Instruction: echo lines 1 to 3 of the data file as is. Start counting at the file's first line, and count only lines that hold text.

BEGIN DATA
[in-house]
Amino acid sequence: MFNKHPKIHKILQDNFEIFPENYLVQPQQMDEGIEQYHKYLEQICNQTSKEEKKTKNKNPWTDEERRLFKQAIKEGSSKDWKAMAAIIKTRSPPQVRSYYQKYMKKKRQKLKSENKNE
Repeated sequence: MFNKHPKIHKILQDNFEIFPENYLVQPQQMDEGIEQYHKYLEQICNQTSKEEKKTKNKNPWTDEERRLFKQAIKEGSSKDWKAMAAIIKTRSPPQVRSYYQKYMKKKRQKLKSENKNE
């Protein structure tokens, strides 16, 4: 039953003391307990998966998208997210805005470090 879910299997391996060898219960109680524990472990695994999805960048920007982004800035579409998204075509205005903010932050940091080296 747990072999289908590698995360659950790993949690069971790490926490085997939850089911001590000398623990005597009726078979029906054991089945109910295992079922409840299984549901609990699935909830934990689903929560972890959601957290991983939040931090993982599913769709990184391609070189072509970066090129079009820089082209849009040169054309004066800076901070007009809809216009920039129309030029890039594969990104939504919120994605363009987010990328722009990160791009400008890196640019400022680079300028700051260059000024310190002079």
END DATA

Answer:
[in-house]
Amino acid sequence: MFNKHPKIHKILQDNFEIFPENYLVQPQQMDEGIEQYHKYLEQICNQTSKEEKKTKNKNPWTDEERRLFKQAIKEGSSKDWKAMAAIIKTRSPPQVRSYYQKYMKKKRQKLKSENKNE
Repeated sequence: MFNKHPKIHKILQDNFEIFPENYLVQPQQMDEGIEQYHKYLEQICNQTSKEEKKTKNKNPWTDEERRLFKQAIKEGSSKDWKAMAAIIKTRSPPQVRSYYQKYMKKKRQKLKSENKNE